Merger: Types of mergers
This is a merger between two or more companies engaged in unrelated business activities. The firms may operate in different industries or in different geographical regions. A pure conglomerate involves two firms that have nothing in common. A mixed conglomerate, on the other hand, takes place between organizations that, while operating in unrelated business activities, are actually trying to gain product or market extensions through the merger.
Companies with no overlapping factors will only merge if it makes sense from a shareholder wealth perspective, that is, if the companies can create synergy. A conglomerate was formed when The Walt Disney Company merged with the American Broadcasting Company (ABC) in 1995.
A congeneric merger is also known as a Product Extension merger. In this type, it is a combining of two or more companies that operate in the same market or sector with overlapping factors, such as technology, marketing, production processes, and research and development (R&D). A product extension merger is achieved when a new product line from one company is added to an existing product line of the other company. When two companies become one under a product extension, they are able to gain access to a larger group of consumers and, thus, a larger market share. An example of a congeneric merger is Citigroup’s 1998 union with Travelers Insurance, two companies with complementing products.
This type of merger occurs between companies that sell the same products but compete in different markets. Companies that engage in a market extension merger seek to gain access to a bigger market and, thus, a bigger client base. To extend their markets, Eagle Bancshares and RBC Centura merged in 2002.
It’s occurs between companies operating in the same industry. The merger is typically part of consolidation between two or more competitors offering the same products or services. Such mergers are common in industries with fewer firms, and the goal is to create a larger business with greater market share and economies of scale since competition among fewer companies tends to be higher. The 1998 merger of Daimler-Benz and Chrysler is considered a horizontal merger.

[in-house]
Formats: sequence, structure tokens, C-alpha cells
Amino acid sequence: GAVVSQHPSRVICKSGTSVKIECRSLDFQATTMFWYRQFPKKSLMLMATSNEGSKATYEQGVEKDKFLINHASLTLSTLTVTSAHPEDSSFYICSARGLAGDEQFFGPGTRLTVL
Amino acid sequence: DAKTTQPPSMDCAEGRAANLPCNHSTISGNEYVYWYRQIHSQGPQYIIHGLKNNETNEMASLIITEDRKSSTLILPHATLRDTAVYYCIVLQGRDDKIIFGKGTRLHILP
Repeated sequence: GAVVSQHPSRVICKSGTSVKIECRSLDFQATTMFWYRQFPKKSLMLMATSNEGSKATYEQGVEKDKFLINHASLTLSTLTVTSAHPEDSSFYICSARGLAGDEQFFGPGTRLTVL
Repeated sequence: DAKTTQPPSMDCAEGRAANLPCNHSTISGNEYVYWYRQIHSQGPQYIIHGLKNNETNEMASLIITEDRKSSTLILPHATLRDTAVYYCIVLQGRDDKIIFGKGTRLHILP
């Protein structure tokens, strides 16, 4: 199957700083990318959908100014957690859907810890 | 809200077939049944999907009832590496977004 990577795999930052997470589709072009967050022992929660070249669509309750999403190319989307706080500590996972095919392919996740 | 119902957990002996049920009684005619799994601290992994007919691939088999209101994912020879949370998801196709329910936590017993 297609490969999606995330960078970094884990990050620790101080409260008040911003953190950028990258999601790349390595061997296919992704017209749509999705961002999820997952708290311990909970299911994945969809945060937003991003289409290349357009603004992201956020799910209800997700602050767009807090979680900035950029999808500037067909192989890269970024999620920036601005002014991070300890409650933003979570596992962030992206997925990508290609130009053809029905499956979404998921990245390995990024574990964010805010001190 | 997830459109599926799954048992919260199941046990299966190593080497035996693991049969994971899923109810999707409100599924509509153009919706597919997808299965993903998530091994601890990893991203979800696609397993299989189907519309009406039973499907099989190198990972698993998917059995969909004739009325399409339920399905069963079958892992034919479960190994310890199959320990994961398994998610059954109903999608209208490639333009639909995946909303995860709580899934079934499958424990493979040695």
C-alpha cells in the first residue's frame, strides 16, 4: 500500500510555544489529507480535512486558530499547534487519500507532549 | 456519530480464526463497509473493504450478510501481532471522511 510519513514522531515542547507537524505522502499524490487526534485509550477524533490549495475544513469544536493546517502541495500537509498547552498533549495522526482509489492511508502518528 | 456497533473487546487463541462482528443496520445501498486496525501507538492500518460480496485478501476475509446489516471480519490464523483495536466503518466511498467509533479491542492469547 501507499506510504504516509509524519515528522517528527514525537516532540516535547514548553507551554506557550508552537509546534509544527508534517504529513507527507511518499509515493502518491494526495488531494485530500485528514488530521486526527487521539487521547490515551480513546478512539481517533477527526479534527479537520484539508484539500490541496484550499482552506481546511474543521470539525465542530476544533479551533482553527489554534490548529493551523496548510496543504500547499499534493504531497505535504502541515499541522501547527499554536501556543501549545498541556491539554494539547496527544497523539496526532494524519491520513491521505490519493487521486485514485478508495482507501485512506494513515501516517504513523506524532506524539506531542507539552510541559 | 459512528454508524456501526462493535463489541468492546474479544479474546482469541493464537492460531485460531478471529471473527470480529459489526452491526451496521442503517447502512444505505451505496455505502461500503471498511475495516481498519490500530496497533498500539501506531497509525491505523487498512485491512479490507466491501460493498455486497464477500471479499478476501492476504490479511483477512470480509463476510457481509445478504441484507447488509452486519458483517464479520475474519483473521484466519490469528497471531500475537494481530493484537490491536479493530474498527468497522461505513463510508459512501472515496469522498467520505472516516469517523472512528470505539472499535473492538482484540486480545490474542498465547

When two companies that produce parts or services for a product merger the union is referred to as a vertical merger. A vertical merger occurs when two companies operating at different levels within the same industry’s supply chain combine their operations. Such mergers are done to increase synergies achieved through the cost reduction which results from merging with one or more supply companies. One of the most well-known examples of a vertical merger took place in 2000 when internet provider America Online (AOL) combined with media conglomerate Time Warner.
Example of a Merger
Anheuser-Busch InBev is an example of how mergers work and unite companies together. The company is the result of multiple mergers, consolidation, and market extensions in the beer market. The newly named company, Anheuser-Busch InBev, is the result of the mergers of three large international beverage companies—Interbrew (Belgium), Ambev (Brazil), and Anheuser-Busch (United States).
Ambev merged with Interbrew uniting the number three and five largest brewers in the world. When Ambev and Anheuser-Busch merged, it united the number one and two largest brewers in the world. This example represents both horizontal merger and market extension as it was industry consolidation but also extended the international reach of all the combined company’s brands.
The largest mergers in history have totaled over $100 billion each. In 2000, Vodafone acquired Mannesmann for $181 billion to create the world’s largest mobile telecommunications company. Same year, AOL and Time Warner vertically merged in a $164 million deal considered one of the biggest flops ever. In 2014, Verizon Communications bought out Vodafone’s 45% stake in Vodafone Wireless for $130 billion.